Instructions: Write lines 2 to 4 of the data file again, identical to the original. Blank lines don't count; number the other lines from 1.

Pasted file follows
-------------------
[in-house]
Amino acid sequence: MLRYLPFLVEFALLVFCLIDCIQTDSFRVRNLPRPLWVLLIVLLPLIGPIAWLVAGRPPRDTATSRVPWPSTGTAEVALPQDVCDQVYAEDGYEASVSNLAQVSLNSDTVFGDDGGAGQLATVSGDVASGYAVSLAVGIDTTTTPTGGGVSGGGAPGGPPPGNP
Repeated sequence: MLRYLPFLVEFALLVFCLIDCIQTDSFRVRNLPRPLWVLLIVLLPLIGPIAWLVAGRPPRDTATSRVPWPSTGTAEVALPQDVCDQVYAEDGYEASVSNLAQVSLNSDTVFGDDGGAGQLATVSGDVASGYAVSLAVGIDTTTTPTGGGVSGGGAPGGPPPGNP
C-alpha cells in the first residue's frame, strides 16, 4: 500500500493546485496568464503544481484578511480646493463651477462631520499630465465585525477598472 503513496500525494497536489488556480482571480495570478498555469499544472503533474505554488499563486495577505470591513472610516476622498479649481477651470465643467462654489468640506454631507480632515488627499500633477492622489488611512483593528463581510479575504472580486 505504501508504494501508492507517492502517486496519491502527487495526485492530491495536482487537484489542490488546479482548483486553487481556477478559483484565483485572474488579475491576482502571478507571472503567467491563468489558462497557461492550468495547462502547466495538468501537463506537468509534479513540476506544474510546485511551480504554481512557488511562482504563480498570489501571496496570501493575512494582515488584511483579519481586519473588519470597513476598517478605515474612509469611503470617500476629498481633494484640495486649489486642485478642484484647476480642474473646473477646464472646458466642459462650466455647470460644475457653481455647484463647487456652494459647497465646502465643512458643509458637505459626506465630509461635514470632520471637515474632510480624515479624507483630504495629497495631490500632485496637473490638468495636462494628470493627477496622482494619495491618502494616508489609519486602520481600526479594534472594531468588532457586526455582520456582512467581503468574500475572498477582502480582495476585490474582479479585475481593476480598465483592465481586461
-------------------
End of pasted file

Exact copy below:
Amino acid sequence: MLRYLPFLVEFALLVFCLIDCIQTDSFRVRNLPRPLWVLLIVLLPLIGPIAWLVAGRPPRDTATSRVPWPSTGTAEVALPQDVCDQVYAEDGYEASVSNLAQVSLNSDTVFGDDGGAGQLATVSGDVASGYAVSLAVGIDTTTTPTGGGVSGGGAPGGPPPGNP
Repeated sequence: MLRYLPFLVEFALLVFCLIDCIQTDSFRVRNLPRPLWVLLIVLLPLIGPIAWLVAGRPPRDTATSRVPWPSTGTAEVALPQDVCDQVYAEDGYEASVSNLAQVSLNSDTVFGDDGGAGQLATVSGDVASGYAVSLAVGIDTTTTPTGGGVSGGGAPGGPPPGNP
C-alpha cells in the first residue's frame, strides 16, 4: 500500500493546485496568464503544481484578511480646493463651477462631520499630465465585525477598472 503513496500525494497536489488556480482571480495570478498555469499544472503533474505554488499563486495577505470591513472610516476622498479649481477651470465643467462654489468640506454631507480632515488627499500633477492622489488611512483593528463581510479575504472580486 505504501508504494501508492507517492502517486496519491502527487495526485492530491495536482487537484489542490488546479482548483486553487481556477478559483484565483485572474488579475491576482502571478507571472503567467491563468489558462497557461492550468495547462502547466495538468501537463506537468509534479513540476506544474510546485511551480504554481512557488511562482504563480498570489501571496496570501493575512494582515488584511483579519481586519473588519470597513476598517478605515474612509469611503470617500476629498481633494484640495486649489486642485478642484484647476480642474473646473477646464472646458466642459462650466455647470460644475457653481455647484463647487456652494459647497465646502465643512458643509458637505459626506465630509461635514470632520471637515474632510480624515479624507483630504495629497495631490500632485496637473490638468495636462494628470493627477496622482494619495491618502494616508489609519486602520481600526479594534472594531468588532457586526455582520456582512467581503468574500475572498477582502480582495476585490474582479479585475481593476480598465483592465481586461